The DQR has now evolved to a point where it is able to assert a certain relevance on the labour market. The number of job advertisements containing a reference to the DQR has increased in recent times. Bodies such as government authorities are using the qualifications framework to demonstrate the requirements profiles of their vacancies.2 Other employers remain hesitant. They fear, for example, that the DQR may lead to pay scale categorisation claims or to compensation actions. This reticence presumably has its roots in a misunderstanding (cf. Coelln 2021). The function of the DQR is to act as a transparency instrument, and it does not give rise to salary group or compensation claims as long as the stakeholders responsible do not make any stipulation to the contrary for their particular sphere of influence. The DQR is also exhibiting relevance with regard to state funding for advancement in vocational education and training. One case in point is the continuing training provided via a preparatory training course for those wishing to pursue a master craftsman qualification (reference is made to the DQR in the application form). Last but not least, providers of non-formal training programmes are using the DQR as a mark of quality. In some instances, they seek to add value by prominently indicating the DQR level of the respective course.3 Using the DQR to advertise in this way is perfectly permissible as long as alignment to a DQR reference level by the competent bodies has taken place before such information is stated. In fact, such an approach is very much encouraged. The non-formal sector is thus given the opportunity to allude to the equivalence of its provision, the equivalence in this case being with the formal sector. In practice, however, training providers also promote their programmes using DQR alignments which have not been carried out by the organisations responsible. What they actually do is to align their programmes to a DQR level themselves. The quality checks conducted by the competent bodies are thus circumvented. This procedure is essentially inadmissible, but there are currently no bans or sanctions which can officially be imposed. According to the law as it stands, the only option in the event of conflict would be a cease-and-desist action brought by another institution which saw itself as being disadvantaged. The basis of such a lawsuit would be unfair competition (cf. Esser/Mölls 2014).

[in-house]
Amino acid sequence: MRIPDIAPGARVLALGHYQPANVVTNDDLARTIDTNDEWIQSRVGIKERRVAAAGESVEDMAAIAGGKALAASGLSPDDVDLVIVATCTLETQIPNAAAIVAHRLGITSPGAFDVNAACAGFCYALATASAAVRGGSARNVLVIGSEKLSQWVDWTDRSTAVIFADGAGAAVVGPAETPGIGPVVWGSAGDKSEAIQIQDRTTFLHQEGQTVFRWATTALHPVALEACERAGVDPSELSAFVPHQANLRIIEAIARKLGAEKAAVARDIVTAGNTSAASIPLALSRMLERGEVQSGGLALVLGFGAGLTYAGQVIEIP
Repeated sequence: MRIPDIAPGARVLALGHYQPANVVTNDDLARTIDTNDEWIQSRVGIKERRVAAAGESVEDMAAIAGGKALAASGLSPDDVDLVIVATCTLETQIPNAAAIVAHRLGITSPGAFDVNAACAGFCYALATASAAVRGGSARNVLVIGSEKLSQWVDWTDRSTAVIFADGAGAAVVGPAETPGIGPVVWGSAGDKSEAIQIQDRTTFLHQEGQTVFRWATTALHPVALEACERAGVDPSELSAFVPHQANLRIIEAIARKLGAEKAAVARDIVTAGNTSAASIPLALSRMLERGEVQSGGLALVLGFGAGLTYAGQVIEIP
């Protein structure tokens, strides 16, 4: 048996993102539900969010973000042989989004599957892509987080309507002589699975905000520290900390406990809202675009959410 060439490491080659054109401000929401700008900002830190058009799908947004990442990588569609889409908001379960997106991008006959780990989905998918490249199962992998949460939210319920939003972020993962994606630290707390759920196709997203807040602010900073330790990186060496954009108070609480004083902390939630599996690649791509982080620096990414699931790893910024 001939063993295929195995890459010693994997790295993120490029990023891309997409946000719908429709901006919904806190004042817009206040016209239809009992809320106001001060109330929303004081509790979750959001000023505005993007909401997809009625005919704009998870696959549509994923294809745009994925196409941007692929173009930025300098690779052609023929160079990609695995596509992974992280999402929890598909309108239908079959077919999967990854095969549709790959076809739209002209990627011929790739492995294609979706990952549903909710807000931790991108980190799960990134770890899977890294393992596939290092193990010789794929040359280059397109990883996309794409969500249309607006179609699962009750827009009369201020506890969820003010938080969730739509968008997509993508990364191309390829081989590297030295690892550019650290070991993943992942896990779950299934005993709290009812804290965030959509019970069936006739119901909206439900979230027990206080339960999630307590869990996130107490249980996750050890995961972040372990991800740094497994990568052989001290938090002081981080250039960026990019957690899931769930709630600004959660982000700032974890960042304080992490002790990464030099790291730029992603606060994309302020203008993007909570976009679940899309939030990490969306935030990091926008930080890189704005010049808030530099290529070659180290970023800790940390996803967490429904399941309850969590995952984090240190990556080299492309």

These remarks show that the significance of the DQR has risen in some individual areas over the past ten years, but that awareness of the framework is still much too low in terms of permitting it to unfurl the desired effect in the education and employment system. Very little success has been achieved in respect of the alignment of qualifications in the non-formal sector, despite discussions and endeavours which have been ongoing for years. One reason for this may be the DQR’s lack of any firm legal anchoring. Unlike other sets of rules, it is not documented and is also virtually unlocatable. The only exceptions are the DQR homepage provided by the BMBF and the KMK4 and some individual documents (such as the 2012 agreement referred to above). Even citations and references are therefore not straightforward.